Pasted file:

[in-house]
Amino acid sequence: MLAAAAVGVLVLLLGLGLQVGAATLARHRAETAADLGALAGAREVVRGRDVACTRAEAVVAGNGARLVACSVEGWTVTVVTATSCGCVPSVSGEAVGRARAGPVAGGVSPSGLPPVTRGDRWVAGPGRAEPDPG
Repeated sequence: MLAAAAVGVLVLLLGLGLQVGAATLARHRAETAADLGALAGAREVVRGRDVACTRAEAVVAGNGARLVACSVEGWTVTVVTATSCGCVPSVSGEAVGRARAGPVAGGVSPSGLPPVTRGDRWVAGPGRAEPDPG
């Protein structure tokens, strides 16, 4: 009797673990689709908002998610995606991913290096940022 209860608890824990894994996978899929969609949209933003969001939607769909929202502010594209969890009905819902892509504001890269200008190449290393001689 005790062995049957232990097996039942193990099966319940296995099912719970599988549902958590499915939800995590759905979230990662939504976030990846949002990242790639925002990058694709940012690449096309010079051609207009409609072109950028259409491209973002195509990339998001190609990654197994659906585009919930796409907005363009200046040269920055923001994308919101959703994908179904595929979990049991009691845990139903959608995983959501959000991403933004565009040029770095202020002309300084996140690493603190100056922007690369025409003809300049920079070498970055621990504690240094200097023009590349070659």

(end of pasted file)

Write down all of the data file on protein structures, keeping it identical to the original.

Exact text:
[in-house]
Amino acid sequence: MLAAAAVGVLVLLLGLGLQVGAATLARHRAETAADLGALAGAREVVRGRDVACTRAEAVVAGNGARLVACSVEGWTVTVVTATSCGCVPSVSGEAVGRARAGPVAGGVSPSGLPPVTRGDRWVAGPGRAEPDPG
Repeated sequence: MLAAAAVGVLVLLLGLGLQVGAATLARHRAETAADLGALAGAREVVRGRDVACTRAEAVVAGNGARLVACSVEGWTVTVVTATSCGCVPSVSGEAVGRARAGPVAGGVSPSGLPPVTRGDRWVAGPGRAEPDPG
């Protein structure tokens, strides 16, 4: 009797673990689709908002998610995606991913290096940022 209860608890824990894994996978899929969609949209933003969001939607769909929202502010594209969890009905819902892509504001890269200008190449290393001689 005790062995049957232990097996039942193990099966319940296995099912719970599988549902958590499915939800995590759905979230990662939504976030990846949002990242790639925002990058694709940012690449096309010079051609207009409609072109950028259409491209973002195509990339998001190609990654197994659906585009919930796409907005363009200046040269920055923001994308919101959703994908179904595929979990049991009691845990139903959608995983959501959000991403933004565009040029770095202020002309300084996140690493603190100056922007690369025409003809300049920079070498970055621990504690240094200097023009590349070659």